The GLF, as evidenced in its 1971 manifesto, spurned the idea of a gay gene. But today we have an almost 180-degree shift in thinking. I asked Peter Tatchell, who was a member of the GLF, his views on the debate.
‘My argument at the time [of the GLF] was: “Let’s not play fast and loose with the truth. Let’s stick to the principle that the right to be different is a fundamental human right. We don’t have to be the same to get equal respect; we shouldn’t have to be the same to get equal respect and equal rights.” In this period there was very little evidence that gave any biological credibility to the coordination of homosexuality. A much more plausible explanation was the Freudian one that everyone is born with bisexual potential and that homosexuality is part of the natural spectrum of human sexuality. My view at the time was: “What causes homosexuality or heterosexuality is irrelevant; we are human beings and we deserve human rights.”’
In recent years, however, Tatchell’s views have shifted towards believing in a genetic or biological basis of sexual orientation, as he argues that the science is now more advanced. He believes that there is a ‘genetic component to sexual orientation’ and that there is ‘some significant influence from hormones in the womb’. He continues: ‘I say that as someone in the past who in the absence of this research was very sceptical about the biological factors having anything other than a small marginal influence, but I think over time the evidence has grown. However, I don’t believe it is the whole story, only part of it.’ Indeed, he retains an essential clarity as to the reason why so many people wish to argue in favour of the ‘innate’ argument: ‘I think there was really this kind of desperate sense to make whatever appeal might work. It was all about sympathy and appealing to people’s conscience regardless of the facts or the truth.’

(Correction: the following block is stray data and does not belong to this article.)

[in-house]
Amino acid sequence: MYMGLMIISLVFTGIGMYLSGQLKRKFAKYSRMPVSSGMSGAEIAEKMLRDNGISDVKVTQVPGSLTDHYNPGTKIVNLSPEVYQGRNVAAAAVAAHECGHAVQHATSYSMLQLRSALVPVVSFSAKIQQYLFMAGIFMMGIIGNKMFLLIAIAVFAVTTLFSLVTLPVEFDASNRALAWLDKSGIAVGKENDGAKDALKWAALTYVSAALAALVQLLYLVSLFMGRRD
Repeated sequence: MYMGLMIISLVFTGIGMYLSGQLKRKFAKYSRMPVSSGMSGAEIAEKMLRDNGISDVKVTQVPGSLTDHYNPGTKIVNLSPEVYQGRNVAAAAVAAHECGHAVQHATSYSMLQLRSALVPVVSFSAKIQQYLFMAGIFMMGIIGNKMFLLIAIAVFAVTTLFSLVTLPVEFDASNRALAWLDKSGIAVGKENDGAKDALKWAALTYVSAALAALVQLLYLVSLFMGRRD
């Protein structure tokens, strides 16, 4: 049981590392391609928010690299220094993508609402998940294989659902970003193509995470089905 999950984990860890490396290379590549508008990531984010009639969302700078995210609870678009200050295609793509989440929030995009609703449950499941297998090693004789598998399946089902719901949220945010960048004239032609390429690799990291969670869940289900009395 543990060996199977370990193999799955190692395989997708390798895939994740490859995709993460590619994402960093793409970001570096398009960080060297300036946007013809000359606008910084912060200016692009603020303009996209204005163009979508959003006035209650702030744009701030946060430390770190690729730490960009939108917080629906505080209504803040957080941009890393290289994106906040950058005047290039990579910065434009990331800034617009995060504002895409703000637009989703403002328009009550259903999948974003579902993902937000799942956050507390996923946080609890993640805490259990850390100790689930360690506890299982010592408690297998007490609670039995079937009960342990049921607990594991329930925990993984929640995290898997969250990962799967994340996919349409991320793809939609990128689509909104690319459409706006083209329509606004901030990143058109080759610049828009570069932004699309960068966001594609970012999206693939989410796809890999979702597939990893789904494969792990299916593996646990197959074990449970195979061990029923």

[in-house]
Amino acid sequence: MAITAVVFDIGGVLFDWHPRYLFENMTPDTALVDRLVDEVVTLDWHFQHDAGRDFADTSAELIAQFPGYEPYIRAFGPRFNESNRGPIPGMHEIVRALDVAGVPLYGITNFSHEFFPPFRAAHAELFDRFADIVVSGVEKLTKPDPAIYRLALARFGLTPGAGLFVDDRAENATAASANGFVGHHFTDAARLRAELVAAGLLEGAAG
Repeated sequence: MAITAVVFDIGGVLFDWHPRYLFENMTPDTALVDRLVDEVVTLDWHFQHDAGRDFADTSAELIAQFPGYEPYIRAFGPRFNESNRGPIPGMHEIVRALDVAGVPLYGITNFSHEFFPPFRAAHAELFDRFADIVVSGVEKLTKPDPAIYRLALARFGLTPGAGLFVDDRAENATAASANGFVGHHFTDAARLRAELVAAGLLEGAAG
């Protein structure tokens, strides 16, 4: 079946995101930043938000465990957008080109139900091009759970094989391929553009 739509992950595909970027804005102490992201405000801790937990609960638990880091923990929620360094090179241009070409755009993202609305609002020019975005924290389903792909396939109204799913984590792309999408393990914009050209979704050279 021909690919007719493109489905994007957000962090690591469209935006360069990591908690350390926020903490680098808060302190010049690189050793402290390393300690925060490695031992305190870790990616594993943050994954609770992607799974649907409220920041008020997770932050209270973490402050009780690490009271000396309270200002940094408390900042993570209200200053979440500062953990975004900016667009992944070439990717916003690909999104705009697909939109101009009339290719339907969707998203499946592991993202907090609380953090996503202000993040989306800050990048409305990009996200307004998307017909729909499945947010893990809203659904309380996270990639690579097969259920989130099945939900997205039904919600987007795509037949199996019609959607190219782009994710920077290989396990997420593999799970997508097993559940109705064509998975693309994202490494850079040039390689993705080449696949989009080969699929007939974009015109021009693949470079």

The idea of being born gay has always seemed bonkers to me. I don’t know about you but I was born a baby, not a lesbian. At least, I don’t remember fancying the midwife. But perhaps my holding such strong and contrary views on this topic is partly because of the fact that I was exposed, while still in my teens, to the radical but commonsense position of some feminists on sexual preference – ie that it, like gender, is a social construction.
These feminists, living in the West Yorkshire city of Leeds, subscribed to the theory of political lesbianism that came from the early US feminists such as Jill Johnson and Adrienne Rich. In 1981 small group of them had written the infamous booklet Love Your Enemy? The Debate Between Heterosexual Feminism and Political Lesbianism. It reads: ‘All feminists can and should be lesbians. Our definition of a political lesbian is a woman-identified woman who does not fuck men. It does not mean compulsory sexual activity with women.’
Appealing to their heterosexual sisters to get rid of men ‘from your beds and your heads’, the authors of Love Your Enemy? called for all feminists to embrace lesbianism. ‘We think serious feminists have no choice but to abandon heterosexuality,’ the manifesto reads. ‘Only in the system of oppression that is male supremacy does the oppressor actually invade and colonise the interior of the body of the oppressed.’
The message of Love Your Enemy? immediately provoked a strong and often negative reaction. While some radical feminists agreed with the group’s arguments, many went wild at being told they were ‘counter-revolutionaries’, undermining the fight for women’s liberation by sleeping with men.
The publication of Love Your Enemy? was one of the first times that the notion of sexuality as a choice had been publicly raised in the UK women’s movement. Many feminists considered sexuality purely a matter of personal desire, and the idea that lesbianism could be a political decision was perceived as ‘cold-blooded’. Heterosexual women tended to believe that one did not choose sexual orientation or feelings, but was overcome by them.
I learned from the feminists that, to them, lesbianism was a choice that women could make, not a condition we are born with. ‘All women can be lesbians’ was the mantra. I loved the sense that I had chosen my sexuality. Rather than being ashamed or apologetic about it, as many women were, I could be proud and see it as a privilege.
~ * ~ * ~ * ~
Julie Bindel, Straight Expectations: What Does it Mean to be Gay Today? (Guardian Books, London, 2014)
For some current commentary on the book, see:
Review by Rosa Bennathan in Bad Housekeeping Magazine
Review by Alex Hopkins in The Huffington Post
Interview with Julie Bindel by Patrick Strudwick in The Independent: